Plai Essential Oil, Wild Crafted
Plai oil, Wild, Thailand
PLAI (Zingiber cassumunar Roxb.)
Plai has long been regarded by Thai massage therapists as one of those oils necessary to have in their kit to combat joint and muscle problems. Plai is of the same family as ginger but different properties and more intense actions. It blends well with Bergamot, Lime, Lavender, and Sandalwood. It's important to note that Plai often exhibits incompatibility with some carrier oils. Hemp Seed oil or Grape Seed oil work the best as a carrier.
Commercial name: PLAI (in Thailand)
Botanical Name: Zingiber cassumunar Roxb.
Plant Native to: Thailand, Indonesia, India
Part Used: Rhizome, fresh - steam distillation
Traditional Thai Massage Usage: muscle relaxant, joint pains
Some rural people residing in the villages of upper northeastern Thailand still use herbs for preventing and curing many diseases. According to the interviews from traditional healers and elders living in seven villages in three provinces of Thailand, the medicinal plants are used in five ways – used as a rubbing or poultice, a decoction, an alcoholic tincture, a massage or eaten fresh. Rubbing is the common application used for plants such as; (1) slender amaranth (Amaranthus viridis) leaf is applied for removing pain, reducing swelling and pain of insect bites, (2) crushed hophead Philippine violet (Barleria lupulina) and phaya yo (Clinacanthus nutans) are applied for herpes (ngu-swat), (3) immature dry black fruit of sugar apple (Annona squamosa) called mummy is scrubbed and externally applied on suppurated skin as an effective suppurant. Examples of the fresh ingestion or similar methods are – (1) crushed fresh Siam weed (Chromolaena odorata) leaf with alum is chewed and applied on the wound as an antidote for snake bite, (2) veld grape (Cissus quadrangularis) vine with ripe tamarind pulp is eaten for curing hemorrhoids, (3) root and vine of khruea sai tan (Aganosma marginata) is eaten to get rid of schizophrenia. An example of a decoction is khi non (Uraria crinita) which is an effective remedy for severe colon cancer. An example of massage is the mixture of Indian sarsaparilla or thao en on (Cryptolepis buchanani), derris (Derris scandens), Thai ginger (Zingiber montanum) and turmeric (Curcuma longa) are applied to paralysis. Alcoholic tincture of krachai dam (Boesenbergia rotunda) roots is used as sex-stimulant.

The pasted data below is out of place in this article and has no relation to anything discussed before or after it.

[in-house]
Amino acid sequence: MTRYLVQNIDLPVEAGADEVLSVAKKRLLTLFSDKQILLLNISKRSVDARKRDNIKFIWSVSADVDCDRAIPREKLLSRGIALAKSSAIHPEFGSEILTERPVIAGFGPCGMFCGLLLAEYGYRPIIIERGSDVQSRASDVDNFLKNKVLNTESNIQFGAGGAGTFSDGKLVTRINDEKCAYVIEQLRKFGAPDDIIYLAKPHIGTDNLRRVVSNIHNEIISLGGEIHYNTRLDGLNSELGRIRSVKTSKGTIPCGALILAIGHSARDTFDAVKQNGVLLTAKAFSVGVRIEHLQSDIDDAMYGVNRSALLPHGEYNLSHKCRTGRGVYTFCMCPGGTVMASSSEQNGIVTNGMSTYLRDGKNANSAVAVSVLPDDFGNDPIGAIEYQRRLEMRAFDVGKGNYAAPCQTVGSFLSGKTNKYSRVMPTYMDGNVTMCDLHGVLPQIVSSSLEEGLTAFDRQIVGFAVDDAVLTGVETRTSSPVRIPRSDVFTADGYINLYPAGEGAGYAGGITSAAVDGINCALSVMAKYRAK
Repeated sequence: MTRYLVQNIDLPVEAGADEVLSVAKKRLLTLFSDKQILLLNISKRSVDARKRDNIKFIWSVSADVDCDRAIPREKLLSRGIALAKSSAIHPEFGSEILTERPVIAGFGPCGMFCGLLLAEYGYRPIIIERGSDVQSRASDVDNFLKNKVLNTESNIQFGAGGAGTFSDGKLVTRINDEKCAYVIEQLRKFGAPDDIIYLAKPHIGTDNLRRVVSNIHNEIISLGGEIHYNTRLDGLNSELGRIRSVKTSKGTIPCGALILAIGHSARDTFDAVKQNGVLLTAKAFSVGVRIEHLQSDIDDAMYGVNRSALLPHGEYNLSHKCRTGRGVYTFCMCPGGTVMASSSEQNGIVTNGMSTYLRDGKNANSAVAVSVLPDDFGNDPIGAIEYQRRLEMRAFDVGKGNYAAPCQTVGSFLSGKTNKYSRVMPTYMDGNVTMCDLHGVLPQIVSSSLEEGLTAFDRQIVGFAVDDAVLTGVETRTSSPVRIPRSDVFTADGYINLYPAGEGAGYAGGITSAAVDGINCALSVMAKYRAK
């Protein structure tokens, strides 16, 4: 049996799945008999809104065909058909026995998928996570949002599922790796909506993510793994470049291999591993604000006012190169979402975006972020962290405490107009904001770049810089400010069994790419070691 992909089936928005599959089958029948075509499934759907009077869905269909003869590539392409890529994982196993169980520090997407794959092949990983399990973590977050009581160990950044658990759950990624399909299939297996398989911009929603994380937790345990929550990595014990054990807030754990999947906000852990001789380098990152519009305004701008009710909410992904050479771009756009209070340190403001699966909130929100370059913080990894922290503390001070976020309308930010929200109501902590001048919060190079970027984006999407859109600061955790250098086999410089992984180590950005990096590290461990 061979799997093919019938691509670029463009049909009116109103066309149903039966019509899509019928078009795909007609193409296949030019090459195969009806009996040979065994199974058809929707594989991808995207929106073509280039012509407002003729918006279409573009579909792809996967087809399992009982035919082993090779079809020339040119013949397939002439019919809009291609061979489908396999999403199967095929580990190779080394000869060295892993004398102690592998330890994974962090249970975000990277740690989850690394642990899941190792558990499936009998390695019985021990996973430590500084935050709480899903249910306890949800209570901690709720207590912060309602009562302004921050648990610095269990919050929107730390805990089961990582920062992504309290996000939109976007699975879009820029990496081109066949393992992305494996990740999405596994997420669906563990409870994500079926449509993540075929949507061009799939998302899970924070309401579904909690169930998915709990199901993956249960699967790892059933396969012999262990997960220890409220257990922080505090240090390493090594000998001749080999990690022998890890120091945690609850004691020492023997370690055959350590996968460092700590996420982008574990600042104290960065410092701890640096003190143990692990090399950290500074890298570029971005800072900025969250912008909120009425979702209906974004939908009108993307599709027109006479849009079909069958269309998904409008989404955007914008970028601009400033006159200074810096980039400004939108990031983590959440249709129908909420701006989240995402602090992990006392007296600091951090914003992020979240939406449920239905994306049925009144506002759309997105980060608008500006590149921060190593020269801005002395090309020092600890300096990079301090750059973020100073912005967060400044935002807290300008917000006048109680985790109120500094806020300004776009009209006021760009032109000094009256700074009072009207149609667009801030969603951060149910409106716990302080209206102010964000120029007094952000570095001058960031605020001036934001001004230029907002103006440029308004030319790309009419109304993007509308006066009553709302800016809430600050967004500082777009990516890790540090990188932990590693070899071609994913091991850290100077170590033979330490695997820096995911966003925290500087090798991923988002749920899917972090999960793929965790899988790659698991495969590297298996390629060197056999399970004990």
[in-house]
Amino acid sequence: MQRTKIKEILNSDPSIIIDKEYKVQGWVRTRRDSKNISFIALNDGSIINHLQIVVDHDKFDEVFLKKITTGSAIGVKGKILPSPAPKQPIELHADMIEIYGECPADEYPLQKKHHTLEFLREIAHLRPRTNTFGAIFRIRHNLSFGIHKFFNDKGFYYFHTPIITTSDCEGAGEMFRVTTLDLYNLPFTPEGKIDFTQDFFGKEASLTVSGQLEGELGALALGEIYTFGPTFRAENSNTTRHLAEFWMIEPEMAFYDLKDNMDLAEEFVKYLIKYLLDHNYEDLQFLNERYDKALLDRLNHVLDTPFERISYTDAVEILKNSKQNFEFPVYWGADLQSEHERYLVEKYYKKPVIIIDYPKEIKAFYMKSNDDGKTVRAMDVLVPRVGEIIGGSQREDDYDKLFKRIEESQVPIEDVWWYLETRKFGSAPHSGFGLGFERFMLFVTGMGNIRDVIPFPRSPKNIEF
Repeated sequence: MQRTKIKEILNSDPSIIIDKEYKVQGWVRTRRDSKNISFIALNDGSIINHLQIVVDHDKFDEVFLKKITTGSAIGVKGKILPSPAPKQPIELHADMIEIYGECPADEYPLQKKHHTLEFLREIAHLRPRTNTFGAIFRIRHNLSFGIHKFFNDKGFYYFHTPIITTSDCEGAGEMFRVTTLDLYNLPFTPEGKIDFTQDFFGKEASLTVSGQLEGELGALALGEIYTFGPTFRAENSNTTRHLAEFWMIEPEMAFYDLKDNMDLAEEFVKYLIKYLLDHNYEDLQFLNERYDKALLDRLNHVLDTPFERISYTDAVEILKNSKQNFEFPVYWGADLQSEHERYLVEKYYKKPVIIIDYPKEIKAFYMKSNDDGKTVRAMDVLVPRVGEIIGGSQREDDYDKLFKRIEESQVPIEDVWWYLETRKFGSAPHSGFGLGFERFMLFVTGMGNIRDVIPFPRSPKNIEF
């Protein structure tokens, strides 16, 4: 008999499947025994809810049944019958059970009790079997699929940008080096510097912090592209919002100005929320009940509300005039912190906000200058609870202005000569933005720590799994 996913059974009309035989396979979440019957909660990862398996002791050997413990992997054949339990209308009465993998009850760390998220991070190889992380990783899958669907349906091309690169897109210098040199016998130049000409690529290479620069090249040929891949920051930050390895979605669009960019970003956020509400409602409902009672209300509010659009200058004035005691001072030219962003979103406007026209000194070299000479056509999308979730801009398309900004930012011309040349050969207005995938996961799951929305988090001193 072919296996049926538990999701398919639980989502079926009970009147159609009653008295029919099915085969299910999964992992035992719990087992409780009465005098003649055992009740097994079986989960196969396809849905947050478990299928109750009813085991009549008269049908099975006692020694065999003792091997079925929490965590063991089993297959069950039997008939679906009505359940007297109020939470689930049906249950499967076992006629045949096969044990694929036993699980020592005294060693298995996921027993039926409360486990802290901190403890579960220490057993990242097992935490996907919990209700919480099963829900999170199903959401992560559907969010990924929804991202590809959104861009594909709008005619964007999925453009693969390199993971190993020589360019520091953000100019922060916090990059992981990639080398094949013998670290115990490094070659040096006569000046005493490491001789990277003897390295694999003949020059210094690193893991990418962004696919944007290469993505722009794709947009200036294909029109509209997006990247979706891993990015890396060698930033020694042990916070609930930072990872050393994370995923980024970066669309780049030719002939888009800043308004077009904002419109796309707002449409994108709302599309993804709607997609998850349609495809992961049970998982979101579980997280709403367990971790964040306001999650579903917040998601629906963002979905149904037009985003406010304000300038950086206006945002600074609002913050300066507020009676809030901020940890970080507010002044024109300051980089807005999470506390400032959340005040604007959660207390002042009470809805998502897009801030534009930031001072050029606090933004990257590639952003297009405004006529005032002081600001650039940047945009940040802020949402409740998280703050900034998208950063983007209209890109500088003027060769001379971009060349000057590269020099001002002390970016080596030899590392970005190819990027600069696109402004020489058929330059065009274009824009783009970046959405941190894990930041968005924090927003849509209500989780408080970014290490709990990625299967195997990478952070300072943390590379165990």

Plai, Zingiber cassumunar Roxb., which is synonymous with Zingiber purpureum Roscoe, has long been regarded by Thai massage therapists as one of those oils necessary to have in their kit to combat joint and muscle problems. Plai is of the same family as ginger (Zingiber officinale Roscoe) but has different properties and more intense actions.
Native to Thailand, Indonesia and India, the pale amber oil is steam distilled from the fresh rhizome. It has a cool, green peppery aroma (not unlike Tea Tree) with a touch of bite. The main active chemical constituents of the oil are sabinene (27-34%), g-terpinene (6-8%), a-terpinene (4-5%), terpinen-4-ol (30-35%), and (E)-1-(3,4-dimethoxyphenyl)butadiene (DMPBD) (12-19%).
Considered analgesic, anti-neuralgic, anti-inflammatory, antiseptic, antispasmodic, antitoxic, anti-viral, carminative, digestive, diuretic, febrifugal, laxative, rubefacient, stimulant, tonic and vermifuge, it has been used for aches and pains, asthma, catarrh, chronic colds, colic, constipation, diarrhea, fevers, flatulence, heartburn, immune problems, inflammation, influenza, joint problems, muscle spasms, nausea, respiratory problems, sprains and strains, torn muscles and ligaments.
Please note: good lots of this oil often exhibits incompatibility with some carrier oils such as FCO (MCT). You can either filter the cloudiness if it occurs in your blend, or you may try another carrier oil in your formulation. We have many reports of excellent compatibility with hemp seed oil and grape seed oil carriers